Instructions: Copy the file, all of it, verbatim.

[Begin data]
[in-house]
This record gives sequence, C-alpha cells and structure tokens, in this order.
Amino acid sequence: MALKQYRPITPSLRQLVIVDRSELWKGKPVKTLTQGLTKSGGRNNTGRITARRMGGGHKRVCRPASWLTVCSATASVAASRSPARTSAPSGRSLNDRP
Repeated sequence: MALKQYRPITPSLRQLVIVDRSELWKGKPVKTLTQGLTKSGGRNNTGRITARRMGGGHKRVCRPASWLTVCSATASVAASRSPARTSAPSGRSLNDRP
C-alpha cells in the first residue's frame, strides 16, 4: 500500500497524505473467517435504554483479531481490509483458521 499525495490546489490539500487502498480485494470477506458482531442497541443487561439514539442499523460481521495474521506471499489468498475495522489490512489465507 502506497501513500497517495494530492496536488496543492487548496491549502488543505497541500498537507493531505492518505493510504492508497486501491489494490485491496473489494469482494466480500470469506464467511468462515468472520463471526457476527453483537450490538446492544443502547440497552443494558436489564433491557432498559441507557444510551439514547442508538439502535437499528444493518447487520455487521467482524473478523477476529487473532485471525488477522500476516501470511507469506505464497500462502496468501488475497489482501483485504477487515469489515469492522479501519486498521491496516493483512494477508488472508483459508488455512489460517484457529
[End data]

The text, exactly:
[in-house]
This record gives sequence, C-alpha cells and structure tokens, in this order.
Amino acid sequence: MALKQYRPITPSLRQLVIVDRSELWKGKPVKTLTQGLTKSGGRNNTGRITARRMGGGHKRVCRPASWLTVCSATASVAASRSPARTSAPSGRSLNDRP
Repeated sequence: MALKQYRPITPSLRQLVIVDRSELWKGKPVKTLTQGLTKSGGRNNTGRITARRMGGGHKRVCRPASWLTVCSATASVAASRSPARTSAPSGRSLNDRP
C-alpha cells in the first residue's frame, strides 16, 4: 500500500497524505473467517435504554483479531481490509483458521 499525495490546489490539500487502498480485494470477506458482531442497541443487561439514539442499523460481521495474521506471499489468498475495522489490512489465507 502506497501513500497517495494530492496536488496543492487548496491549502488543505497541500498537507493531505492518505493510504492508497486501491489494490485491496473489494469482494466480500470469506464467511468462515468472520463471526457476527453483537450490538446492544443502547440497552443494558436489564433491557432498559441507557444510551439514547442508538439502535437499528444493518447487520455487521467482524473478523477476529487473532485471525488477522500476516501470511507469506505464497500462502496468501488475497489482501483485504477487515469489515469492522479501519486498521491496516493483512494477508488472508483459508488455512489460517484457529